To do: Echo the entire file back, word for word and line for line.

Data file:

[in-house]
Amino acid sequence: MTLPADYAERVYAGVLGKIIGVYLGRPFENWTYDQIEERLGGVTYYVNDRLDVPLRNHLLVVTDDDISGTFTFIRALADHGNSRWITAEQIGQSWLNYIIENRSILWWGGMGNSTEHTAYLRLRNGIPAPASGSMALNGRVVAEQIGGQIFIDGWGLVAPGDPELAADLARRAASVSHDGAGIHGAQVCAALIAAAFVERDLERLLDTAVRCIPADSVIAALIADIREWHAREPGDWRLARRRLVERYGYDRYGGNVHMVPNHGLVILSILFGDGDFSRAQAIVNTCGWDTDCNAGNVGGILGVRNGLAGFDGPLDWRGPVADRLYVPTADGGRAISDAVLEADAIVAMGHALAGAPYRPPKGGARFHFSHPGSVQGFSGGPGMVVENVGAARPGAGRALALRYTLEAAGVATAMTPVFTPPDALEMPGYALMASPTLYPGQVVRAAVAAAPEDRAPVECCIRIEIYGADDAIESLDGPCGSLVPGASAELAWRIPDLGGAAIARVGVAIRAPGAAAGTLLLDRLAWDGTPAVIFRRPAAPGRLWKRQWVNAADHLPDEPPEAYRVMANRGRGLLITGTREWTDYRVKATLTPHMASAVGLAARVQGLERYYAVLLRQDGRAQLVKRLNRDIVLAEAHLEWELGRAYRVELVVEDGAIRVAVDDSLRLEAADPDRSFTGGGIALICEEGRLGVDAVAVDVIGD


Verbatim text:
[in-house]
Amino acid sequence: MTLPADYAERVYAGVLGKIIGVYLGRPFENWTYDQIEERLGGVTYYVNDRLDVPLRNHLLVVTDDDISGTFTFIRALADHGNSRWITAEQIGQSWLNYIIENRSILWWGGMGNSTEHTAYLRLRNGIPAPASGSMALNGRVVAEQIGGQIFIDGWGLVAPGDPELAADLARRAASVSHDGAGIHGAQVCAALIAAAFVERDLERLLDTAVRCIPADSVIAALIADIREWHAREPGDWRLARRRLVERYGYDRYGGNVHMVPNHGLVILSILFGDGDFSRAQAIVNTCGWDTDCNAGNVGGILGVRNGLAGFDGPLDWRGPVADRLYVPTADGGRAISDAVLEADAIVAMGHALAGAPYRPPKGGARFHFSHPGSVQGFSGGPGMVVENVGAARPGAGRALALRYTLEAAGVATAMTPVFTPPDALEMPGYALMASPTLYPGQVVRAAVAAAPEDRAPVECCIRIEIYGADDAIESLDGPCGSLVPGASAELAWRIPDLGGAAIARVGVAIRAPGAAAGTLLLDRLAWDGTPAVIFRRPAAPGRLWKRQWVNAADHLPDEPPEAYRVMANRGRGLLITGTREWTDYRVKATLTPHMASAVGLAARVQGLERYYAVLLRQDGRAQLVKRLNRDIVLAEAHLEWELGRAYRVELVVEDGAIRVAVDDSLRLEAADPDRSFTGGGIALICEEGRLGVDAVAVDVIGD